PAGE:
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Leon V.,University of Castilla - La Mancha | Gonzalez-Dominguez J.M.,University of Castilla - La Mancha | Fierro J.L.G.,Institute Catalisis y Petroleoquimica ICP CSIC | Prato M.,University of Trieste | And 3 more authors.
Nanoscale | Year: 2016

The preparation of graphene suspensions in water, without detergents or any other additives is achieved using freeze-dried graphene powders, produced by mechanochemical exfoliation of graphite. These powders of graphene can be safely stored or shipped, and promptly dissolved in aqueous media. The suspensions are relatively stable in terms of time, with a maximum loss of ∼25% of the initial concentration at 2 h. This work provides an easy and general access to aqueous graphene suspensions of chemically non-modified graphene samples, an otherwise (almost) impossible task to achieve by other means. A detailed study of the stability of the relative dispersions is also reported. © 2016 The Royal Society of Chemistry.


Lopez F.A.,CSIC - National Center for Metallurgical Research | Rodriguez O.,CSIC - National Center for Metallurgical Research | Alguacil F.J.,CSIC - National Center for Metallurgical Research | Garcia-Diaz I.,CSIC - National Center for Metallurgical Research | And 3 more authors.
Journal of Analytical and Applied Pyrolysis | Year: 2013

This paper examines the recovery of carbon fibres from a composite used in the aeronautical industry, via a combined process of thermolysis and gasification in an air atmosphere. The waste was thermolysed at 500 C, 600 C or 700 C in a pilot plant to determine the optimum thermolysis temperature. The solid residues produced - char covered carbon fibres - were characterized by SEM and XPS. The optimum time for the gasification of the char covering the fibres was determined in a combined thermolysis/gasification assay. After thermolysis at the optimum temperature (500 C), 12 l/h of pure air were injected into the reactor and char gasification performed at 500 C for 30-180 min. The optimum gasification time was 30 min. Longer gasification times led to the production of fibres of smaller diameter with oxidized surfaces and reduced tensile strength. The optimally recovered fibres showed about 70% of the tensile strength of virgin fibres and some 90-96% of their elasticity. © 2013 Elsevier B.V. All rights reserved.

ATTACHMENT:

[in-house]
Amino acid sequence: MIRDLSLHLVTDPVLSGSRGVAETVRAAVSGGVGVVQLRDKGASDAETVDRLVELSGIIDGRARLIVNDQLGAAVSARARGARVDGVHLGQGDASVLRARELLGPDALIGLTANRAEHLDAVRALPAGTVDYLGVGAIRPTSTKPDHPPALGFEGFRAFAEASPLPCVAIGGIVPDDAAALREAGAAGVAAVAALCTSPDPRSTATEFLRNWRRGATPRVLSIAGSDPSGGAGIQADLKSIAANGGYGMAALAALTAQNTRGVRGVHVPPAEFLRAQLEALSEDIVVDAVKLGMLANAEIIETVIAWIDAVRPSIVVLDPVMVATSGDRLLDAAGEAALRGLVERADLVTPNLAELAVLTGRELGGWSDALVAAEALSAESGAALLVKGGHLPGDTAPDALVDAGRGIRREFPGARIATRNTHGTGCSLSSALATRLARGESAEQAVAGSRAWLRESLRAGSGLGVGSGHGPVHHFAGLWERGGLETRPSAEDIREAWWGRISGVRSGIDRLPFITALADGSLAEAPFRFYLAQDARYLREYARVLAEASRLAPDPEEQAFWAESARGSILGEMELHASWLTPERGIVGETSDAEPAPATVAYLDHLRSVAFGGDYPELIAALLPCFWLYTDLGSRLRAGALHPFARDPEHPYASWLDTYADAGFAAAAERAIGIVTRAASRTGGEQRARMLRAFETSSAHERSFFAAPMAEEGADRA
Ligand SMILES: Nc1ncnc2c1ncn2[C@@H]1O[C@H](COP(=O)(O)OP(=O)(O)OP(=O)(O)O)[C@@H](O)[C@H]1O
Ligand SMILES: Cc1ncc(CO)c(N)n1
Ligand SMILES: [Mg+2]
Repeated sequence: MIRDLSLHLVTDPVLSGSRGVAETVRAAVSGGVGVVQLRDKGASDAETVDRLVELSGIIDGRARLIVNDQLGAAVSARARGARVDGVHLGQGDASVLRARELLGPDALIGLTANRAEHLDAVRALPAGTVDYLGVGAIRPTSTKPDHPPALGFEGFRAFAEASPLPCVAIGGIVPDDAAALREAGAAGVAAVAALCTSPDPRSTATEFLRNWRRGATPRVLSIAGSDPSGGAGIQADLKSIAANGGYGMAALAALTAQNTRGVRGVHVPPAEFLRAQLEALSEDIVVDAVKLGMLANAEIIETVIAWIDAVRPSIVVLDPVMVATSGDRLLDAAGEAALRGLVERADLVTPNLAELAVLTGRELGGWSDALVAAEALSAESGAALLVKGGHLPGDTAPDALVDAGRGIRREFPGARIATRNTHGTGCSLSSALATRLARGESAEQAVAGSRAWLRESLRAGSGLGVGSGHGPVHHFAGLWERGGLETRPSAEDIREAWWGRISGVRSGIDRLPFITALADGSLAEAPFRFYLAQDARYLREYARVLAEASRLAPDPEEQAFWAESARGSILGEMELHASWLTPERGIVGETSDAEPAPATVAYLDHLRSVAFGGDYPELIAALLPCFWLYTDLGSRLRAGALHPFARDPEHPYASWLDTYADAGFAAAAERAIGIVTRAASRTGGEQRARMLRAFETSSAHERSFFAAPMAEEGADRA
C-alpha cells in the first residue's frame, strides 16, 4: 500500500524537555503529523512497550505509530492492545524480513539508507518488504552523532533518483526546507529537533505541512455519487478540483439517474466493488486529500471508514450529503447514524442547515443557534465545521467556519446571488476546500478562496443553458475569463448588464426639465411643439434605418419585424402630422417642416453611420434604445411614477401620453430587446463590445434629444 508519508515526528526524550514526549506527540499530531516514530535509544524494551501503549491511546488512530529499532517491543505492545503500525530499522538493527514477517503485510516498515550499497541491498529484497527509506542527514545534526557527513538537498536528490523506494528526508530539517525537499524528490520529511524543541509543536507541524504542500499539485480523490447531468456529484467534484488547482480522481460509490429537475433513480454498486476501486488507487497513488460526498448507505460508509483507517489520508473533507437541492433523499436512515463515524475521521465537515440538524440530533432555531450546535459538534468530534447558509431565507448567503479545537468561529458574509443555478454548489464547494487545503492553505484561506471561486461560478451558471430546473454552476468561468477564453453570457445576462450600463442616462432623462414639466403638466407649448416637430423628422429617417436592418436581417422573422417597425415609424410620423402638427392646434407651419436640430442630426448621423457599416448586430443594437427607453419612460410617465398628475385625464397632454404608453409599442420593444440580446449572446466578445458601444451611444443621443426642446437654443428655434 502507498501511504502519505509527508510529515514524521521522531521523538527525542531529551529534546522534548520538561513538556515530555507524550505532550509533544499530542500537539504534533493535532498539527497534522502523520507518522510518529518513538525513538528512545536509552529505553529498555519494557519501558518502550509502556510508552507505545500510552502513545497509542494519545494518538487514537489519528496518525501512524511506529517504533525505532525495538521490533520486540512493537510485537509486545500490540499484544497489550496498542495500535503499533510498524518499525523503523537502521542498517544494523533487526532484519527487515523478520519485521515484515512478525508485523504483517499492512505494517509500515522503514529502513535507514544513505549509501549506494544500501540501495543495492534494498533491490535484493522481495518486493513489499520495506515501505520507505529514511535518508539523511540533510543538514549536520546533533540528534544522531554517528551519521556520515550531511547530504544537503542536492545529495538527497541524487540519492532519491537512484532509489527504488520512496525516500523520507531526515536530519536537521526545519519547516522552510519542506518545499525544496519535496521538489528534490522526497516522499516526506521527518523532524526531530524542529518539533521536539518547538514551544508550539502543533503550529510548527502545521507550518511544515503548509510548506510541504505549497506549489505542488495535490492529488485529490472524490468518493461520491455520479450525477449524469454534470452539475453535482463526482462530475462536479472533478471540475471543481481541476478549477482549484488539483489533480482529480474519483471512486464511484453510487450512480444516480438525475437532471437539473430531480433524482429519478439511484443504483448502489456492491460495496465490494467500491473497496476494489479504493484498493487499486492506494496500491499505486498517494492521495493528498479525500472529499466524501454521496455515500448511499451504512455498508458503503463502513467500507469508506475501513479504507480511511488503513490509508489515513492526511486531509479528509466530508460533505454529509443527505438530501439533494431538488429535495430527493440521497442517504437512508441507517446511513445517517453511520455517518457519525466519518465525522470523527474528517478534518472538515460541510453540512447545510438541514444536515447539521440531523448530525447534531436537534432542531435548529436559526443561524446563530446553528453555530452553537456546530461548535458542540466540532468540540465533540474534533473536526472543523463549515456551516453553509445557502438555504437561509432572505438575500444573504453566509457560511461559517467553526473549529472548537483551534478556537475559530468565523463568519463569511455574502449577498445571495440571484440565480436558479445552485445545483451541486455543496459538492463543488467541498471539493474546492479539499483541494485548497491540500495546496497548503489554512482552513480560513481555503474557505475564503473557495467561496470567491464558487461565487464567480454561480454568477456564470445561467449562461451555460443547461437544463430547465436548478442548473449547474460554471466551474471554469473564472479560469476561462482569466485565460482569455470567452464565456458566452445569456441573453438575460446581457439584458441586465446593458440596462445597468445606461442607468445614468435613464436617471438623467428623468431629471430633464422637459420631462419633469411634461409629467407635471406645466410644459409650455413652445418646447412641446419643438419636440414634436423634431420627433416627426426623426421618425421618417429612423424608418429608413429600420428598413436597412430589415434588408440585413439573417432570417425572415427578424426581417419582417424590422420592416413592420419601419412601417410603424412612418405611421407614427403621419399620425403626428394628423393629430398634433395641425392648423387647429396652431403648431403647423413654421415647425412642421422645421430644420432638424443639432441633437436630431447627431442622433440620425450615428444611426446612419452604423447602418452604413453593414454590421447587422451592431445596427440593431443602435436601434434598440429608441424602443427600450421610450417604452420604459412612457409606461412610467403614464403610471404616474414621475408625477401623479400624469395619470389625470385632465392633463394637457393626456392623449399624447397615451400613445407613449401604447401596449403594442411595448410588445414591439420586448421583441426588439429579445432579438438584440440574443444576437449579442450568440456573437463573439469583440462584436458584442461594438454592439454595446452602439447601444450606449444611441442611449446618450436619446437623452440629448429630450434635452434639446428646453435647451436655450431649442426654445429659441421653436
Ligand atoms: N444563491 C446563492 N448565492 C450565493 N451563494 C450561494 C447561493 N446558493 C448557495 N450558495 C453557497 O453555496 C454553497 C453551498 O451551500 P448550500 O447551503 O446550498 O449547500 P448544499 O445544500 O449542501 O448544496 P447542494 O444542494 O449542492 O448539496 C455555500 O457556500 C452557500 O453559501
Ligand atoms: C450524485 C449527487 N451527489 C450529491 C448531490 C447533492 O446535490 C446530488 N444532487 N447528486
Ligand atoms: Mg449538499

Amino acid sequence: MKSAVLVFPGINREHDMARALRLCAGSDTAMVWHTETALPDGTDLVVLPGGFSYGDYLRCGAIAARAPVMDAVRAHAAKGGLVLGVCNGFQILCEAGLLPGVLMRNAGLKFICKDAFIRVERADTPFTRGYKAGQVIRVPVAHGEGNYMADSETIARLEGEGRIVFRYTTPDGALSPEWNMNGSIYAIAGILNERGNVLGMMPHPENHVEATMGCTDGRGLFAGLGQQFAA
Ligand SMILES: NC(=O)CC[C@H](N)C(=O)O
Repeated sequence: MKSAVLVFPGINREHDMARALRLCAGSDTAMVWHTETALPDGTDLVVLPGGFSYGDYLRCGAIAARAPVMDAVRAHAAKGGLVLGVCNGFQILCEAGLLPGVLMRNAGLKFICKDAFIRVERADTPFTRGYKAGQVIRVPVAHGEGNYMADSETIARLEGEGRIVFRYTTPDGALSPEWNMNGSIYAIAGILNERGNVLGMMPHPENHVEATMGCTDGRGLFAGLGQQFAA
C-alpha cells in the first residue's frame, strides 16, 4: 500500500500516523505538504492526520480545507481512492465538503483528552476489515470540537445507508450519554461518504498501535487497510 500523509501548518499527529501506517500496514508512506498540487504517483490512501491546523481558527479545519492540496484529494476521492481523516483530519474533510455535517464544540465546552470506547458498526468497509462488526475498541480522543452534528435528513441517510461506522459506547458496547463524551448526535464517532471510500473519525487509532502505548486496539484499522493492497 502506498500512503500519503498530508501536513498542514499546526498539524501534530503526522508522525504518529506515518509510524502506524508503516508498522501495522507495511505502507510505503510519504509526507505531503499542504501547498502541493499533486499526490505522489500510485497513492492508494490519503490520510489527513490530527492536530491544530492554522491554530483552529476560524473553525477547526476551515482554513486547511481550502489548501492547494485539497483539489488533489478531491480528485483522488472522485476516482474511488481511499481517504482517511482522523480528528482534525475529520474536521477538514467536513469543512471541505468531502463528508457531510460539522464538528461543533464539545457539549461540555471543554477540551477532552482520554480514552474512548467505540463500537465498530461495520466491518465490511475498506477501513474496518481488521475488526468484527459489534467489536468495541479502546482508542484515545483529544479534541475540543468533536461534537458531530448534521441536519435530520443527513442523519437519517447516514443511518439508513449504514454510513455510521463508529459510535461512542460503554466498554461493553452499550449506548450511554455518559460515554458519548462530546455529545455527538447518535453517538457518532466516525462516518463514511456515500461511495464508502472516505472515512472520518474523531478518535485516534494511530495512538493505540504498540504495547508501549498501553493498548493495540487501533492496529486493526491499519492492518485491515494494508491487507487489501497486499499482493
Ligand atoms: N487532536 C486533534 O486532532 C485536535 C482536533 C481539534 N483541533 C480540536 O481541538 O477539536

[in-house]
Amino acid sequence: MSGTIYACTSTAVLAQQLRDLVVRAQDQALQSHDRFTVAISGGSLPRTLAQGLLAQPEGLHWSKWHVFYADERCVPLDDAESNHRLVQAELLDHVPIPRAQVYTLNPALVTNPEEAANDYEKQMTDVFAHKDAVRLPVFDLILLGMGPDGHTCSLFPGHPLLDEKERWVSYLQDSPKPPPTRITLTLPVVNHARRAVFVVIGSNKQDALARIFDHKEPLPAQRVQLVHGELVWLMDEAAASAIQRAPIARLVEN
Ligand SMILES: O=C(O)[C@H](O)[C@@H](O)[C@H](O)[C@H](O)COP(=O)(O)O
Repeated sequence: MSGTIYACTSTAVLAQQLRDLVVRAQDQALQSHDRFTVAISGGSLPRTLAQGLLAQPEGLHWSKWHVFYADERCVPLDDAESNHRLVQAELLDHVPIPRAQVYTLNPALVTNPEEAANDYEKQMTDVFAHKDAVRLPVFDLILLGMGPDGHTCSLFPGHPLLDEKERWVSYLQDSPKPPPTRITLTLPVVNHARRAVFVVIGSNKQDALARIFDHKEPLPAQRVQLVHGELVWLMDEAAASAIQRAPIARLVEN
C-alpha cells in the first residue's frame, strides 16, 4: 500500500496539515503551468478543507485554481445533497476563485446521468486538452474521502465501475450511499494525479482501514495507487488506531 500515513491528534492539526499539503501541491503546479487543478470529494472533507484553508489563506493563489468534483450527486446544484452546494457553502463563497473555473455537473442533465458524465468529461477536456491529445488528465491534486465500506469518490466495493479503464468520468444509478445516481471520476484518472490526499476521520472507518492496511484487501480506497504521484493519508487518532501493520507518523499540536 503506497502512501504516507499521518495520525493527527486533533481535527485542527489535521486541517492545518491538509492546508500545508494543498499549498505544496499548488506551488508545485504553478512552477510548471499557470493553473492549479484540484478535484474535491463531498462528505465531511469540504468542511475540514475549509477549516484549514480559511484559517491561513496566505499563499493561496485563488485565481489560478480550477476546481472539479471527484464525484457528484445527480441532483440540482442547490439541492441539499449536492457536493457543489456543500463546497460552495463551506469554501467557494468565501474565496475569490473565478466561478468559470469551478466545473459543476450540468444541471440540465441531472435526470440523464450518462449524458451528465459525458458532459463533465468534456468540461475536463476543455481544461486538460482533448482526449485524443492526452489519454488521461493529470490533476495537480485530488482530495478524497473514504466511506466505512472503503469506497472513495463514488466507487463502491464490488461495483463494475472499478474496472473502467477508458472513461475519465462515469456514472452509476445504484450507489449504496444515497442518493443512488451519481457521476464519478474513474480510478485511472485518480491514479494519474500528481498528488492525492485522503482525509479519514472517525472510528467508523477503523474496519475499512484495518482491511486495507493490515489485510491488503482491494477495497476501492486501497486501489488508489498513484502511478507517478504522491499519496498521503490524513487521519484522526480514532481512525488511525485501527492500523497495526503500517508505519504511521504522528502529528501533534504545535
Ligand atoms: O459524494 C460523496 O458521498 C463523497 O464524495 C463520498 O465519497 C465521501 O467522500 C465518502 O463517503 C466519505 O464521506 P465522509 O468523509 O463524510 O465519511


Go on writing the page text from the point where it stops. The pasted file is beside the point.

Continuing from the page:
Mateos-Gil P.,Autonomous University of Madrid | Marquez I.,Institute Catalisis y Petroleoquimica ICP CSIC | Lopez-Navajas P.,CSIC - Biological Research Center | Jimenez M.,CSIC - Biological Research Center | And 5 more authors.
Biochimica et Biophysica Acta - Biomembranes | Year: 2012

Bacteria divide by forming a contractile ring around their midcell region. FtsZ, a cytoskeletal soluble protein structurally related to tubulin, is the main component of this division machinery. It forms filaments that bundle at the inner side of the cytoplasmic membrane. These FtsZ bundles do not attach to bare lipid surfaces. In Escherichia coli they remain near the membrane surface by attaching to the membrane protein ZipA and FtsA. In order to study the structure and dynamics of the ZipA-FtsZ bundles formed on a lipid surface, we have oriented a soluble form of ZipA (sZipA), with its transmembrane domain substituted by a histidine tag, on supported lipid membranes. Atomic force microscopy has been used to visualize the polymers formed on top of this biomimetic surface. In the presence of GTP, when sZipA is present, FtsZ polymers restructure forming higher order structures. The lipid composition of the underlying membrane affects the aggregation kinetics and the shape of the structures formed. On the negatively charged E. coli lipid membranes, filaments condense from initially disperse material to form a network that is more dynamic and flexible than the one formed on phosphatidyl choline bilayers. These FtsZ-ZipA filament bundles are interconnected, retain their capacity to dynamically restructure, to fragment, to anneal and to condense laterally. © 2011 Elsevier B.V. All rights reserved.